People who live in the Six Nations of the Grand River indigenous reserve in Ontario have no access to running water. Residents must drive as far as 8km to a public tap to fill up. This water isn't potable, so they must drive to the nearest town, Caledonia, to buy bottled water to drink. Ninety-one percent of the homes in this community aren't connected to the water treatment plant, and some have no water at all. Others have water in their taps, but it is too polluted to drink. Many residents try to supplement what they can get with rainwater.
Meanwhile, the beverage company Nestlé extracts millions of litres of water daily from Six Nations treaty land.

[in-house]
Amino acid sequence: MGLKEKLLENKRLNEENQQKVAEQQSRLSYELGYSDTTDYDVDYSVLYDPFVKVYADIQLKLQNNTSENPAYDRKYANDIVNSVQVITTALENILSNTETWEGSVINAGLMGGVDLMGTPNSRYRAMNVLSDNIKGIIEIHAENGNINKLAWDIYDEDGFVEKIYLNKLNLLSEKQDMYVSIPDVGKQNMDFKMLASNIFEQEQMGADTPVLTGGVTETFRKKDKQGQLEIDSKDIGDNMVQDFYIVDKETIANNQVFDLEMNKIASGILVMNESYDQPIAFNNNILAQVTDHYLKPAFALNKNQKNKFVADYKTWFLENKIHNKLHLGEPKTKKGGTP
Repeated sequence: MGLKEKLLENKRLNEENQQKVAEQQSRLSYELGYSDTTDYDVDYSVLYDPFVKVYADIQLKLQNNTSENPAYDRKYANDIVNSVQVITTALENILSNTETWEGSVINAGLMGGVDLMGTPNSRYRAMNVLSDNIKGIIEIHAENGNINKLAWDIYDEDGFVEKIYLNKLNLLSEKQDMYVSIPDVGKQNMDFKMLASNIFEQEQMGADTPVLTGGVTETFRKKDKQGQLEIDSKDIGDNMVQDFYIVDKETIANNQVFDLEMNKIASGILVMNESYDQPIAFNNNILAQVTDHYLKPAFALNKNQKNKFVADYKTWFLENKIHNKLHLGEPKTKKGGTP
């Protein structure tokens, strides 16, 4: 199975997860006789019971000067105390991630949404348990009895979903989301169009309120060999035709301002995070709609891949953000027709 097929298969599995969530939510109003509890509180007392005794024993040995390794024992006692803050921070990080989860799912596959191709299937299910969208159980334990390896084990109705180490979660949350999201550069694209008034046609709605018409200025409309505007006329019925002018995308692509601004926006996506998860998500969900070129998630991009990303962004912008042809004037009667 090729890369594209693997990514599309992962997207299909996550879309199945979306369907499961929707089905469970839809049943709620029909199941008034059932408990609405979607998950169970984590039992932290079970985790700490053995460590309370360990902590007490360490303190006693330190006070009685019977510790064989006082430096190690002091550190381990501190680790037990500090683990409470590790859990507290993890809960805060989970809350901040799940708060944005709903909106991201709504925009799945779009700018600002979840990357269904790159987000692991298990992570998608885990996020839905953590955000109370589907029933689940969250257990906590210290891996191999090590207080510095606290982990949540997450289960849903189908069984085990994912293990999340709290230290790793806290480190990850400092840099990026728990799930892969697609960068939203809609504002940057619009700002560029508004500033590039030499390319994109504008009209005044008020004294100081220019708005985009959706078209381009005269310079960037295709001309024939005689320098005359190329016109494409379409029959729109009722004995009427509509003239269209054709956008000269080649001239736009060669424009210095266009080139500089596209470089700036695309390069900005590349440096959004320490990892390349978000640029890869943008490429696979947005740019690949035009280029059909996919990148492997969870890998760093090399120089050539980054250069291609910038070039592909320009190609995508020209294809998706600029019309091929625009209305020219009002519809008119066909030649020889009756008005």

This is unacceptable. The residents of Six Nations are fully entitled to easy access to clean, potable water - and they are entitled to use the water from their land. They did not approve Nestlé's pumping, and they continue to speak out against it.
The time is long, long overdue for Canada to address the various water crises that First Nations peoples face. Ottawa can start by revoking Nestlé's permit to take - i.e., steal - water from Six Nations land.